Evans: I’m tempted to say that I picture myself as a world-famous best-setting author. But of course that’s nonsense. The honest answer: I picture my future self as a writer who has accomplished five or ten more years of honest, magical writing. As long as the novels, stories, and poems I continue to create seem magical to me, and as long as my work continues to be published due to the kindness of editors and publishers, I will be a happy camper. And the publishing part is merely a bonus – it’s the process of writing, of creating miniature universes, that is the most important to me.
Relf: Anything else you’d like to add that I haven’t asked?
Evans: Well, let’s see. Advice to writers – try to write a thousand words a day. If you can’t write a thousand words, try for 250. Try to form the habit of writing as many days a week as reality allows. So much of life is dictated by habits. If you are in the habit of being productive, it’s likely you will continue to do so.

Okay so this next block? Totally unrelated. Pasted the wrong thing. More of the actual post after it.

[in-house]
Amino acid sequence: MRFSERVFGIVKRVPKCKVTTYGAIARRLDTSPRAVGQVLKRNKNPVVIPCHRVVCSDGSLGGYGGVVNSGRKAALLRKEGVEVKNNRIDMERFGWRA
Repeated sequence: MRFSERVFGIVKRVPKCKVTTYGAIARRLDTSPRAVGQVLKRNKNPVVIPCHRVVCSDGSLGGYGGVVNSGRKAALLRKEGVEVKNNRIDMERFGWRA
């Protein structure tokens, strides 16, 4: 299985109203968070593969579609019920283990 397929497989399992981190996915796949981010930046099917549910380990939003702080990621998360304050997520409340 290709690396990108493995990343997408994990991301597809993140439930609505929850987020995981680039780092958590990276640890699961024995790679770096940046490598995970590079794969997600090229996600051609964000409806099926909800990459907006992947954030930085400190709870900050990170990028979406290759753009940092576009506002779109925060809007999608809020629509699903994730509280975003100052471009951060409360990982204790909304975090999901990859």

I’ve expressed a good many opinions here. I’m well aware these are merely opinions, and like any human being I can be mistaken. I’ve been wrong-headed so many times in life it’s beyond count. At the same time, one needs to form opinions. And test them in the world. Yet it also helps to be flexible.
Questions you did not ask. Is cosmology important?
Yes, yes, yes. Each of us resides in a skull that assembles a mini-cosmos that is not totally in concert with the external or real cosmos. Our tiny brains inevitably summarize reality because we cannot encompass the vastness. But it’s critical that we have a cosmology, be it religious or spiritual or science based, or whatever. Our conception of the universe provides a framework for the works we create. T.S. Elliot pointed this out, although he leaned toward a Christian cosmology and I don’t believe that’s necessarily the best – especially since I could in no way be described as a Christian. However – it’s good to have a sense of our solar system, Mercury Venus Earth etc. It’s good to know that we are in a single galaxy surrounded by billions of other galaxies. Awareness of all the different religious cosmologies helps, I think. It helps to explore, at least on a layman’s level, things macro and micro. I read about quantum mechanics. The Copenhagen Interpretation might be correct, although personally I believe quantum weirdness might be primarily a misinterpretation of data and that Pilot Wave theory might be more realistic. I acknowledge, though, that I’m not a physicist, so . . . I do my best to explore current definitions of the universe. I’m skeptical about the Big Bang Theory, yet at the same time acknowledge it might be the best theory we have available at this time.